Teaching Students with Physical Disabilities (page: 3 of 6)

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  • Using Adaptive Equipment to Improve Fine-motor Skills in Students With Spasticity
    Students with physical disabilities such as cerebral palsy may have spasticity that interferes with manipulating and controlling school materials such as pencils or scissors. The following example of adaptive equipment may help these students perform fine-motor activities.
  • The Profoundly Multiply Handicapped Student: How to Adapt Activities to Promote Fine-Motor Skills
    Educators and parents can help children with severe to profound multiple disabilities improve hand function with environmental and activity adaptations. Increased hand use promotes learning, independence and self-esteem for students with profound handicaps in classrooms.
  • Helping Children Develop a Tripod Pencil Grasp
    Children with learning disabilities often have decreased muscle tone, sensory awareness and motor planning skills that impact their abilities to develop the tripod pencil grasp. Helping children to develop a tripod pencil grasp may promote successful handwriting.
  • The Assistive Technology Glove: Types and Uses
    What is an assistive technology glove? Actually, this question has more than one answer as assistive technology gloves include different products that can help people with various disabilities. Continue reading to learn what products fall under this category and who they may help.
  • Special Software: Assistive Technology and Cerebral Palsy
    Cerebral palsy often affects fine motor skills. Computers are useful tools in dealing with these limitations, but using them can present difficulties. Read this article about assistive technology and cerebral palsy and learn how computer software eases difficulties for people with this disability.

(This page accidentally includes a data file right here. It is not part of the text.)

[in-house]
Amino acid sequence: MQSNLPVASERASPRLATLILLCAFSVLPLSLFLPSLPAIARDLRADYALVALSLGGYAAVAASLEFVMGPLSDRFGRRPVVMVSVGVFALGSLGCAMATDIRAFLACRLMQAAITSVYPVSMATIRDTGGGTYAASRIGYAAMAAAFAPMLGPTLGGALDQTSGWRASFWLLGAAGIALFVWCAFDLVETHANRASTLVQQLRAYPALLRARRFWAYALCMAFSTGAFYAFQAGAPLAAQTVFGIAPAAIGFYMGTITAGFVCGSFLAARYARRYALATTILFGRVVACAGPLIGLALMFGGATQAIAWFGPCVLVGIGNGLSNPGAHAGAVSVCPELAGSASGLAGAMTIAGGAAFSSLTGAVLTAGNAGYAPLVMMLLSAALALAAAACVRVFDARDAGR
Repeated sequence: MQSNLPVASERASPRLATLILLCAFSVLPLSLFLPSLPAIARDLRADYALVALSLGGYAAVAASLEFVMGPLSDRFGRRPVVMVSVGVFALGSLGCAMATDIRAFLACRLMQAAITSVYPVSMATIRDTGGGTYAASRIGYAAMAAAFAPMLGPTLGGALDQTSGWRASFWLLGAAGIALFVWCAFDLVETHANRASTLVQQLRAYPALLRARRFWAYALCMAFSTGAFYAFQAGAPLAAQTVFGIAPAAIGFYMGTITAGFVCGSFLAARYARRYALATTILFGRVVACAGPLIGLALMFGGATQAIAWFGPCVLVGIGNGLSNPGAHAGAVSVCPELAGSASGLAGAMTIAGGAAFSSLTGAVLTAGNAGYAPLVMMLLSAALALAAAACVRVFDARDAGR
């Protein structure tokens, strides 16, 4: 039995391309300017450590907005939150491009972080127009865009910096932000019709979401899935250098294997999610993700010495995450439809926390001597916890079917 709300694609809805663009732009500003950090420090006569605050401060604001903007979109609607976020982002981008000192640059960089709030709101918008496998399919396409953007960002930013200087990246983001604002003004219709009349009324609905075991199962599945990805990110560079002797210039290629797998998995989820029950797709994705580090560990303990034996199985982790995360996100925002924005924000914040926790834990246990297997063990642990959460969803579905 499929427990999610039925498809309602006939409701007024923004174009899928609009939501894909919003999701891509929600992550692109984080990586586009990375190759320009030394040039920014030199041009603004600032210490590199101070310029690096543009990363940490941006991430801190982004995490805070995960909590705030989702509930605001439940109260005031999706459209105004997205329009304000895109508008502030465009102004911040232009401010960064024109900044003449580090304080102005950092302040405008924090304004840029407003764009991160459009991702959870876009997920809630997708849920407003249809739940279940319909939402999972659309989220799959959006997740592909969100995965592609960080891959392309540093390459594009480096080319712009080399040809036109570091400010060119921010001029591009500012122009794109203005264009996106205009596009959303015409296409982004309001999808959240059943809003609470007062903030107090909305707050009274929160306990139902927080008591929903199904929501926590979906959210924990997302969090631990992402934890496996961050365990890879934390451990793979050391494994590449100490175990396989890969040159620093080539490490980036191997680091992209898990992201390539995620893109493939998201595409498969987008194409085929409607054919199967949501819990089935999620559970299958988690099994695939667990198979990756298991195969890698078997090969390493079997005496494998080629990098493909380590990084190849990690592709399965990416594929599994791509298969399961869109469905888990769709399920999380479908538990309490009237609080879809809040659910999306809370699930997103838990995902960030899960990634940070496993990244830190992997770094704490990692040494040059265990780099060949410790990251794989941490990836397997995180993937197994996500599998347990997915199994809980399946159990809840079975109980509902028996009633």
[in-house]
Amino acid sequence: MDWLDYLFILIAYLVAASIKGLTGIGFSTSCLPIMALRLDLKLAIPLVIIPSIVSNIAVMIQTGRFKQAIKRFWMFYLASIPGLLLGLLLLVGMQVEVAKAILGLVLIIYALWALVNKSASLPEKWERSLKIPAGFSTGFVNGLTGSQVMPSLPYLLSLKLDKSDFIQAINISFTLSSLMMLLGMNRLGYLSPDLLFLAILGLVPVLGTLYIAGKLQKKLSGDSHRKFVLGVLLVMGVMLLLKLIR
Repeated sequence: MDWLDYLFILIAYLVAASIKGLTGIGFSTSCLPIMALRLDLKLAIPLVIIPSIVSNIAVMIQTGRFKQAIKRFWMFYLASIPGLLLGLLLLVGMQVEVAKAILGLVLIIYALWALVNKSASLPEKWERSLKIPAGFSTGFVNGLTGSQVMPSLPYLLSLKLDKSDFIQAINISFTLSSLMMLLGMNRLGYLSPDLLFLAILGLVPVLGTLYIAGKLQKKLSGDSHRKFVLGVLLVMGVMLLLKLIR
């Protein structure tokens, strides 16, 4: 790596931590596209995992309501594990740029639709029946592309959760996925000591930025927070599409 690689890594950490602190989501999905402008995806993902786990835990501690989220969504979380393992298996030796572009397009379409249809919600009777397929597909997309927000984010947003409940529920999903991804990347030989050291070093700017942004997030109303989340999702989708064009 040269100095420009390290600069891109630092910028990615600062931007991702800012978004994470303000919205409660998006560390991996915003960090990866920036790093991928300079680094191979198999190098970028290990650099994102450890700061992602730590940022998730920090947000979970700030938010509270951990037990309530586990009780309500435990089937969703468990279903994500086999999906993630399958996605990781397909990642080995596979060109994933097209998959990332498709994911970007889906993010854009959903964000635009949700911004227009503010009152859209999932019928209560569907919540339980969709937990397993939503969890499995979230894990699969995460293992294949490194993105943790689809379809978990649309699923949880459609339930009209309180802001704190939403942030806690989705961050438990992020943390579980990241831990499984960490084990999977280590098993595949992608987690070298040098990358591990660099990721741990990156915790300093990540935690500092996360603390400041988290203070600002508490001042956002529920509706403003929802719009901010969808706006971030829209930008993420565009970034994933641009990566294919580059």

• Muscular Dystrophy - What Teachers Need to Know
    Students with muscular dystrophy require expert teaching, as well as a great deal of understanding, support and empathy from their teachers. This article gives teachers the basics about muscular dystrophy - what it is, what you need to know, how to work effectively with students and their families.
  • How to Teach Students Suffering from Chronic Renal Failure
    Looking for some teaching strategies for student with chronic renal failure? Here are some ideas, tips and strategies to help you support the child in the classroom.
  • How to Help Students Affected by Dyspraxia or Sensory Integration Problems
    Constant tripping over? Bumping into objects that other people manage to walk around? Struggling with basic gross motor skills and fundamental movements like hopping, skipping and catching a ball? If this sounds like a student you know, have you considered dyspraxia or sensory integration problems?
  • Avoiding Back Injuries On the Job as a Special Education Teacher
    Look after your back - you only get one! Back pain from work related back injuries is a common problem which can be avoided in many cases by just following the manual handling principles designed to keep you safe at work. Avoid the thousands of dollars spent in lost work time and medical bills!
  • Teaching Tips: Special Ed Children with Down Syndrome
    There are some simple strategies that will assist those teaching special needs students with Down syndrome. These strategies have been proven successful and create a win-win situation for the teacher and student.
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